Saturday, December 10, 2016

As fragile as democracy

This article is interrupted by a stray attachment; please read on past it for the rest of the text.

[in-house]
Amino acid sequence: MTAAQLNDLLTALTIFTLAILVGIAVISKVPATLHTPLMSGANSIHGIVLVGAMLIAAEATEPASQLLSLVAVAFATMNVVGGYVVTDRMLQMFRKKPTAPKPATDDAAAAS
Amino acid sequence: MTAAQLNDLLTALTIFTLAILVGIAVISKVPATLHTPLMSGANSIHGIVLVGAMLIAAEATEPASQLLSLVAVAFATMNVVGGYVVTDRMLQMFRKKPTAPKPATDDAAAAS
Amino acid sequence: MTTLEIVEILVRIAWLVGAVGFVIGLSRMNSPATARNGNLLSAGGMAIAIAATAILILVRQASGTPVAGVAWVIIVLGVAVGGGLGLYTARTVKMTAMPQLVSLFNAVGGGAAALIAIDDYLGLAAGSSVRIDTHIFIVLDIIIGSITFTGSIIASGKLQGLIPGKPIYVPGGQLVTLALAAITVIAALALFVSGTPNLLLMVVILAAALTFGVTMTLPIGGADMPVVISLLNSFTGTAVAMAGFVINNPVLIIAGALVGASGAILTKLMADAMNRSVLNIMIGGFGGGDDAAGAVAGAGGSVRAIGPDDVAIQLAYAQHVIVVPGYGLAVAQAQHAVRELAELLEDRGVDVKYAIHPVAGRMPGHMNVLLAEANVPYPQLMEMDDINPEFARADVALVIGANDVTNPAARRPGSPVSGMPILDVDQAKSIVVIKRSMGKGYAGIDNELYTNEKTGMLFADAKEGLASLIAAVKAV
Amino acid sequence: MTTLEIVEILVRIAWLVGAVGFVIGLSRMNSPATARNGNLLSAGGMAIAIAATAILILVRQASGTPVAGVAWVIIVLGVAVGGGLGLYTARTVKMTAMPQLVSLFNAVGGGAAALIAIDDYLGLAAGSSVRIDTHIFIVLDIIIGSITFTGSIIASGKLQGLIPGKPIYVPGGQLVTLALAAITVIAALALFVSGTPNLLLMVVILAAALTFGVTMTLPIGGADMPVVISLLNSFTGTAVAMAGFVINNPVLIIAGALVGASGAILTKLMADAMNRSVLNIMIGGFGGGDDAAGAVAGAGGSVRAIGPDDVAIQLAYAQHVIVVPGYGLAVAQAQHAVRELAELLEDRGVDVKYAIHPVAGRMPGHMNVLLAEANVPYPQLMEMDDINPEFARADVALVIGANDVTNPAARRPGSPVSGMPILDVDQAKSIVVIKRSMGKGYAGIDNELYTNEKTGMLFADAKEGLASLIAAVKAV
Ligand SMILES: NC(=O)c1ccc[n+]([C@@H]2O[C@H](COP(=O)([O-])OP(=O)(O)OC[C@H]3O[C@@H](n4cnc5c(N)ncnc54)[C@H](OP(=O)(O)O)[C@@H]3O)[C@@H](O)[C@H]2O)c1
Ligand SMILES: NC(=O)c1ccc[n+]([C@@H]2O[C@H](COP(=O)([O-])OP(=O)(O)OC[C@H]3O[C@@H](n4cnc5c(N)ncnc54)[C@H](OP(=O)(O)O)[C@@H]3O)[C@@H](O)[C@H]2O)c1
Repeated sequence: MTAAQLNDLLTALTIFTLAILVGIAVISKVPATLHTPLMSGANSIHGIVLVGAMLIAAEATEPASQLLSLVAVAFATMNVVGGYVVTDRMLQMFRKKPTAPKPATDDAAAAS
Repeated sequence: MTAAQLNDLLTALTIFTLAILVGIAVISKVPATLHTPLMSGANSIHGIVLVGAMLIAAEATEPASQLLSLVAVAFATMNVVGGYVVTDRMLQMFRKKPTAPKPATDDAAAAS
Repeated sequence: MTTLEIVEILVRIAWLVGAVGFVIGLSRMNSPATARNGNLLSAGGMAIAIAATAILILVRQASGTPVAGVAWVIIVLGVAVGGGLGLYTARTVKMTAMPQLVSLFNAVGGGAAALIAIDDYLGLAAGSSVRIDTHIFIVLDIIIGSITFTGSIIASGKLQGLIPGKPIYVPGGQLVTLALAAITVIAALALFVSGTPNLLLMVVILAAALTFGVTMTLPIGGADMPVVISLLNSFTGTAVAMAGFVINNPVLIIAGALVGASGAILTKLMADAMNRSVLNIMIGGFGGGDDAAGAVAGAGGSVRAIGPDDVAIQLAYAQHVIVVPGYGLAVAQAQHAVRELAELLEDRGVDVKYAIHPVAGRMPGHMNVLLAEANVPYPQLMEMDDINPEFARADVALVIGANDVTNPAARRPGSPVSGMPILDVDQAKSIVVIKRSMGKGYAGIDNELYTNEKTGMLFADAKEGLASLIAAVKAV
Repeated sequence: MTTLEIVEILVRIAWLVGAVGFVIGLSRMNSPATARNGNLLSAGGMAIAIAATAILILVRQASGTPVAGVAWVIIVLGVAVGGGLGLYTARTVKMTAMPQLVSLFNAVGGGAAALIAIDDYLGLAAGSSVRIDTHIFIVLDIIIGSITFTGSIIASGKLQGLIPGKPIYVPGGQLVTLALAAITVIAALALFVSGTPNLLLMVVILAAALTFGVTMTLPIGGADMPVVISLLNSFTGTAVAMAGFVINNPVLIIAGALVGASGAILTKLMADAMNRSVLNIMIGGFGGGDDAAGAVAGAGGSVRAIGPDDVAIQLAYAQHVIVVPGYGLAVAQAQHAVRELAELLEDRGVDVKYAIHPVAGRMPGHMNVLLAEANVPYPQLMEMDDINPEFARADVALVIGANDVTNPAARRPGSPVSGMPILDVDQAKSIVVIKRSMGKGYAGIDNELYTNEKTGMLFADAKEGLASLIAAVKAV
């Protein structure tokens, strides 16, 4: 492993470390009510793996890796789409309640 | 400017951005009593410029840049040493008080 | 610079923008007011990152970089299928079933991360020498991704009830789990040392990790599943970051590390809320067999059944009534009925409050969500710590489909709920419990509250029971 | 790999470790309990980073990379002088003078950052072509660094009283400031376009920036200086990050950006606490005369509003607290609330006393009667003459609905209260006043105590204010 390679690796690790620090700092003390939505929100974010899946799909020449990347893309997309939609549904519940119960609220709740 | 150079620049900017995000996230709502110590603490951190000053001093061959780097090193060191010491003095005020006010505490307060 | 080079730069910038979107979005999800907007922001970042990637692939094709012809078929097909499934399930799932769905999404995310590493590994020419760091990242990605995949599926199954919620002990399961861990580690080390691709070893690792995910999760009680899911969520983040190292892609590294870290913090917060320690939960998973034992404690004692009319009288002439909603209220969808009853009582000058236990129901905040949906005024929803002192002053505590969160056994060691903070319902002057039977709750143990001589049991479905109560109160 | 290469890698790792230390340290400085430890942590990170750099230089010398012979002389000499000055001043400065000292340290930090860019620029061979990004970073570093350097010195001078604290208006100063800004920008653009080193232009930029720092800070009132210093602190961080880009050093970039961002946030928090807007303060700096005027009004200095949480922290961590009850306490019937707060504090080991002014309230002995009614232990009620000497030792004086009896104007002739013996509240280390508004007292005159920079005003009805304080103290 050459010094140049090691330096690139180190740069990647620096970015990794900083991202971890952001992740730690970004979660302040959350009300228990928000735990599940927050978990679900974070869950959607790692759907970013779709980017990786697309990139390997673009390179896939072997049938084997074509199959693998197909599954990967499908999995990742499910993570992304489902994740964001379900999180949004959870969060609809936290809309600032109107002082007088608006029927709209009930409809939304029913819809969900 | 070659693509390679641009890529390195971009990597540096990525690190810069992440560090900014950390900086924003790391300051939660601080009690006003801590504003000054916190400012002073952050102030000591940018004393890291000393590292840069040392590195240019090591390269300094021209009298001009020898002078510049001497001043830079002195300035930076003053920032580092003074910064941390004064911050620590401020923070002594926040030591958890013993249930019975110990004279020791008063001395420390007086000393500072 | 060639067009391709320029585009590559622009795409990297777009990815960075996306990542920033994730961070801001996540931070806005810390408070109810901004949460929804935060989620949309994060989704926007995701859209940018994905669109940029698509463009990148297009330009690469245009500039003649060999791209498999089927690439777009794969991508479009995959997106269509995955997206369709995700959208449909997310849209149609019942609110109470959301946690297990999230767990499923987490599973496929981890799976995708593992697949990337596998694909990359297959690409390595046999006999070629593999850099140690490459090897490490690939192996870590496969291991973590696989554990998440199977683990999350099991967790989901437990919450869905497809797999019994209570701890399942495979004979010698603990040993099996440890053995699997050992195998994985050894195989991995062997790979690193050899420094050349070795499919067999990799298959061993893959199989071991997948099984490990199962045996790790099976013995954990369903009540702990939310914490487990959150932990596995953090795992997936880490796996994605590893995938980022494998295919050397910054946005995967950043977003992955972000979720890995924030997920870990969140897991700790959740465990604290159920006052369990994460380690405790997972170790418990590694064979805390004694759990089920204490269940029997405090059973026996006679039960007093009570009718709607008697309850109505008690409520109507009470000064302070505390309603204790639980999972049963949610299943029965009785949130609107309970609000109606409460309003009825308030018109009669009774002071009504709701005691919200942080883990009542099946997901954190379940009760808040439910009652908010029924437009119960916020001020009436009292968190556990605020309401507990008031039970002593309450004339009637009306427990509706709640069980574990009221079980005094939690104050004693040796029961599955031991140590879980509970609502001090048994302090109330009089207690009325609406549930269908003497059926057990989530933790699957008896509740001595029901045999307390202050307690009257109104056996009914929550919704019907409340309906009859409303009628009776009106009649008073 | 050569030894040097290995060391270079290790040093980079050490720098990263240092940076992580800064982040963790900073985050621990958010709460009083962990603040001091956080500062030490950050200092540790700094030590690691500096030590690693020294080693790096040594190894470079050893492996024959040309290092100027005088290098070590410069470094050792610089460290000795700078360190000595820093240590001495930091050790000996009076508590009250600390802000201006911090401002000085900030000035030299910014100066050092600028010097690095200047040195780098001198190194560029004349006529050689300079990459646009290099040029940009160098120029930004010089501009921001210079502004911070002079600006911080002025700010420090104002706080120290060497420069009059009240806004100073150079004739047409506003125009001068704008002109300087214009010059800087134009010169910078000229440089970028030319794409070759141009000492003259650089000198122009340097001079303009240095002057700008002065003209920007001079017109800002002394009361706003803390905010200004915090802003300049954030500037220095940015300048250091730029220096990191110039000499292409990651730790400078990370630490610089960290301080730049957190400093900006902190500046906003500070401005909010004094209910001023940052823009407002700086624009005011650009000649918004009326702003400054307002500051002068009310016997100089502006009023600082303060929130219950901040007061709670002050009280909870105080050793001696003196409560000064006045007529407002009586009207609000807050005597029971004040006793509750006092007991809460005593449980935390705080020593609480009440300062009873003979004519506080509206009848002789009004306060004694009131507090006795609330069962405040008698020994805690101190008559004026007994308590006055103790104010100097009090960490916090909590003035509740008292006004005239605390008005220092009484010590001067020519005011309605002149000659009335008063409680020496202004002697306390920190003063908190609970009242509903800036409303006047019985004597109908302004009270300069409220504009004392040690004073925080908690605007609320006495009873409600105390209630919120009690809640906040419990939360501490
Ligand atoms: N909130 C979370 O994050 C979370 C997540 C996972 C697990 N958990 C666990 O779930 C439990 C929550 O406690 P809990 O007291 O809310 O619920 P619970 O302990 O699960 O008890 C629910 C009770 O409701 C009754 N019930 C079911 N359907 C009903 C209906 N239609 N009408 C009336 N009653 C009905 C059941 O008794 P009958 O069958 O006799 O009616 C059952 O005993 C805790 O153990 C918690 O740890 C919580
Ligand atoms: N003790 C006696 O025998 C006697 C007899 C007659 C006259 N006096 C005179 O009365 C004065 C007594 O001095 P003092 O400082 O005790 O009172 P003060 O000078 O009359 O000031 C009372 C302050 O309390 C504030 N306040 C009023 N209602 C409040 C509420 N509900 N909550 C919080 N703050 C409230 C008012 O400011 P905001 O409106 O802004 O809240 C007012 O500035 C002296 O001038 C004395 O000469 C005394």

Trump becoming the POTUS might be an unsavoury development for a lot of us but it's a necessary pill for democracy. Democracy might be the finest form of government but it’s definitely not infallible. History has taught, time and time again, that it's deeply rooted in human decency and it inextricably expects everyone to be wise enough to know what’s good for them. Now, the question is do people really know what’s good for them? Anyway, going back to Trump, the world looks up to the USA—not India, mind you—as the epitome of functional democracy. And when Americans can choose someone as divisive as Trump, it provides the world a much-required lesson in the fragilities of democracy. For example, last week, Austria (birthplace of Hilter) overwhelmingly rejected far-right party in a tense election. Can this choice, in some parts at least, be attributed to the outcome of US elections and more importantly, its aftermath? Can't say. People aren’t blind wherever they come from but going by the narrative of the mainstream voices, people are dumb creatures who require the arrogance of journalists/intellectuals/etc to dictate what they really desire from a political candidate. After all, a majority of those who voted for Trump overlooked his racist/misogynist/xenophobic/assholic comments and paid attention on the 'change' he promised. A change that mattered to them because it’s invested in their betterment; a change that apparently will bring jobs back to American shores and improve the conditions of working class America; a class that the rest of world tends to overlook because we are soaked in by the photoshopped glitter of Hollywood and the cultural coolness that US represents. There must be legion of studies on this topic but i’d like to assume that people always hold their economic need above EVERYTHING ELSE. Something that happened in 2014 too when Modi got a clear mandate. A majority of the commoners didn't vote for him because they wanted a temple in Ayodhya. They saw him as a harbinger of development; someone who will put the economy back on track and pull us ahead from the the countless scams that UPA1 and UPA2 shamelessly perpetuated. Going back to the burning question, people might be wrong in guessing what's good for them but more often than not, they are damn sure about the things they don’t want. Just that most of the time, we don't listen to them thanks to superiority complex despite knowing very well that democracy is all about the majority. Or in a simpler word, people.

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